Writing workshop — the hour block in the school day when writers of any age get together to compose, create, use their imaginations, and play with words. When I think of writing workshop, there are several words that come to mind: planning, drawing, stories, books, scribbles, publishing, and conferring. I realized recently there were several other words that rarely came to mind — conversations, dialogues, voices, and negotiation. I wondered if I was hearing enough of my students' voices during the workshop. Were my young writers working in isolation, or did they have support from other writers?
I was the kind of teacher that would put on some quiet music and let everyone write in solitude while I moved around the room conferring with students. I started to look at my own life as a writer and realized there was different support I needed in my writing life. I need time to process information and read a lot before I can produce good writing. I need to talk to other writers about ideas and challenges. Sometimes all I need is to brainstorm and play with one idea for a long time. My process varies according to the writing I'm trying to get on the page. I realized I had to change several routines and expectations in my classrooms.
Here are some suggestions based on new strategies I've tried recently during writing workshop time with my young English language learners to help them develop strategies for sharing their writing and needs. They have helped me hear their voices, and I hope they work well for you.
Planning Your Writing
Have students turn to the person sitting next to them and briefly tell their classmate what they are working on during writing workshop. This does not mean the students read their entire writing piece to their neighbors, but rather give quick overviews. I post the following language stems as invitations:
Today in writing I will be . . . (working on the illustrations, adding a new chapter to my book, editing my work)
One idea I have for writing is . . .
I’m thinking about . . .
I’d like to write about . . .
I read and repeat these language stems before dismissing students to talk about their plans. Eventually, these language stems become internalized structures and part of their collaborative talk with classmates during workshops.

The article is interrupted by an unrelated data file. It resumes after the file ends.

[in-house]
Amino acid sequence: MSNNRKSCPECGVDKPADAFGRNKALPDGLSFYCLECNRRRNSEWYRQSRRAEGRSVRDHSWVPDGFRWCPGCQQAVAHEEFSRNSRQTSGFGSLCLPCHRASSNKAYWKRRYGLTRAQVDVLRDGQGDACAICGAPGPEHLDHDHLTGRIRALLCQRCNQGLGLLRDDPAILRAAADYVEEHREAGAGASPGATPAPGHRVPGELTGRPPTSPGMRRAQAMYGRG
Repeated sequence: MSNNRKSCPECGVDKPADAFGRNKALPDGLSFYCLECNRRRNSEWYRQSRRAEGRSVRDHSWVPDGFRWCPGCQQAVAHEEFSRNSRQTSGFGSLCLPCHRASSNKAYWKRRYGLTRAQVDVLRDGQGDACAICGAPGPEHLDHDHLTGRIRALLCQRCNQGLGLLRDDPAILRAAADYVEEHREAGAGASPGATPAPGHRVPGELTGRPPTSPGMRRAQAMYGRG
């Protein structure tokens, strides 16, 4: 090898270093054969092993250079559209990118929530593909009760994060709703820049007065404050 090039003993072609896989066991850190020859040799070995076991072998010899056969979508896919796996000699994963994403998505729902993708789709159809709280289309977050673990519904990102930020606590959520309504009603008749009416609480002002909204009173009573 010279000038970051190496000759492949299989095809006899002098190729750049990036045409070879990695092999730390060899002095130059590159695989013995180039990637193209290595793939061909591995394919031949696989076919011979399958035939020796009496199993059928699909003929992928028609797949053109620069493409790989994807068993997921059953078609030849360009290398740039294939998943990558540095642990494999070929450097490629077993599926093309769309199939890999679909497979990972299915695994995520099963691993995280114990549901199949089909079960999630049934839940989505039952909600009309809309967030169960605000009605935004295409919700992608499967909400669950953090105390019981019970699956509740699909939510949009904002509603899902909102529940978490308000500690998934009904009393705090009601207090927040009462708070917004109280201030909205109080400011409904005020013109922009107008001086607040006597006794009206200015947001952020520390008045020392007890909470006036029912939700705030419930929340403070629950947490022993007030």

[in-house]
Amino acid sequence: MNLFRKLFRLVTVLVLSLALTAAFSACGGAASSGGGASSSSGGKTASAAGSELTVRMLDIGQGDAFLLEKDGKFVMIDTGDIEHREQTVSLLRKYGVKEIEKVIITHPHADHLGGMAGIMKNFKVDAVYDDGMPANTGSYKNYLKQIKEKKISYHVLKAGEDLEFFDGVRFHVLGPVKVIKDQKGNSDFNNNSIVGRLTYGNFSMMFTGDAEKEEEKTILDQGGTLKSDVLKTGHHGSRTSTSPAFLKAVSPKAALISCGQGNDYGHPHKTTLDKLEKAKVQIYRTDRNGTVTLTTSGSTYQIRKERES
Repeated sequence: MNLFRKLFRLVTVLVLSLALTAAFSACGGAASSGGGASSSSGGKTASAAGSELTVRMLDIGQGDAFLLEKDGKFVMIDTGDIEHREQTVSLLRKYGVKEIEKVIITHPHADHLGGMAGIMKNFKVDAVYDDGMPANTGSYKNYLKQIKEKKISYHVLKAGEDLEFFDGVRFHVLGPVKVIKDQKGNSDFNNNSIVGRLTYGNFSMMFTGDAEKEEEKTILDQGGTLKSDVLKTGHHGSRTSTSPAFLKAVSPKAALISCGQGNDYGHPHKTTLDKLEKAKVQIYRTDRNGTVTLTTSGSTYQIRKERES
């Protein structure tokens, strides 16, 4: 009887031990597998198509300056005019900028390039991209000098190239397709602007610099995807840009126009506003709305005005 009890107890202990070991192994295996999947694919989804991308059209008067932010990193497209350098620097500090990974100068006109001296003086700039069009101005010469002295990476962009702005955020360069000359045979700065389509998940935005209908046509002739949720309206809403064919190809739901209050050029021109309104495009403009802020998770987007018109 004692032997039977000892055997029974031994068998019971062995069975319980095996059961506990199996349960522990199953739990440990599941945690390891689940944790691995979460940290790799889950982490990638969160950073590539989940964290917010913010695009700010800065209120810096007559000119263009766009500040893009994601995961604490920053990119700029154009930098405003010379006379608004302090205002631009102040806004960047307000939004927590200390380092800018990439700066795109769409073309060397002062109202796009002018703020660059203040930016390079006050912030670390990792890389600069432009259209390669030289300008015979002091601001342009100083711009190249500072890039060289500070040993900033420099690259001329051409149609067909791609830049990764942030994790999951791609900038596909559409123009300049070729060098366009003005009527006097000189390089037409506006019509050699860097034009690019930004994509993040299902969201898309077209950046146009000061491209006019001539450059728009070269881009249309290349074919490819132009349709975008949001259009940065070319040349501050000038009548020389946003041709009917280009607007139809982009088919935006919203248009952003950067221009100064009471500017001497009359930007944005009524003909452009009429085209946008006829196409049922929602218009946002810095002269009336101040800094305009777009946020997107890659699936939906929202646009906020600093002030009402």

Feedback to the Writer
Every writer is different, and they write at a different pace. Help students learn how to be independent and responsible for their writing life by teaching them to recognize when they need to talk to other writers to get feedback or ideas. Before we start writing workshop, I ask my young students, “Who would like to read their story to a friend?” or “Who would like to get ideas from other writers?" Then students meet together at a specific table and get the support they need. The process of sharing and receiving feedback must be modeled before students are able to accomplish this independently. The minilessons included teaching students to listen to the whole story read by the writer first. Then I teach students to ask themselves:
- Do I understand what happened in the story my partner just read?
- Are there any confusing parts?
- What is my favorite moment in the story?
At the beginning of the year, we only start with three basic questions that writers ask each other. Young writers are still learning how to spot a confusing part in someone else's story, so it takes practice and modeling. Sometimes I invite other teachers to my writing workshop minilesson to demonstrate what "feedback to the writer” looks like. This kind of presentation often becomes a favorite time for the students to watch two of their teachers model the process of writing and giving feedback.
Collaborating with Other Writers
I recognized that I needed to make “collaboration” part of our writing lives. Some of the minilessons that help students learn how to have these conversations include providing some “accountable talk” language to guide them through this process. For example, students learn to ask other writers questions like: “What are you working on?” or “Who might I share this writing with?” or “I feel stuck in my story. What should I write next?” We practice this kind of language with each other (in partner work and small groups) until it becames common in the classroom. I also have to be intentional and consistent in reminding students of the options that they have as writers to talk with their classmates about work in progress. I say, "If you need to talk with another writer, this may be a good time to do so" at the beginning of the writing block and 15 minutes before sharing time.
Young writers teach me so much about what they NEED in order to write and learn. What are the voices in your classroom telling you? Lean in. I’m sure they have a lot to say.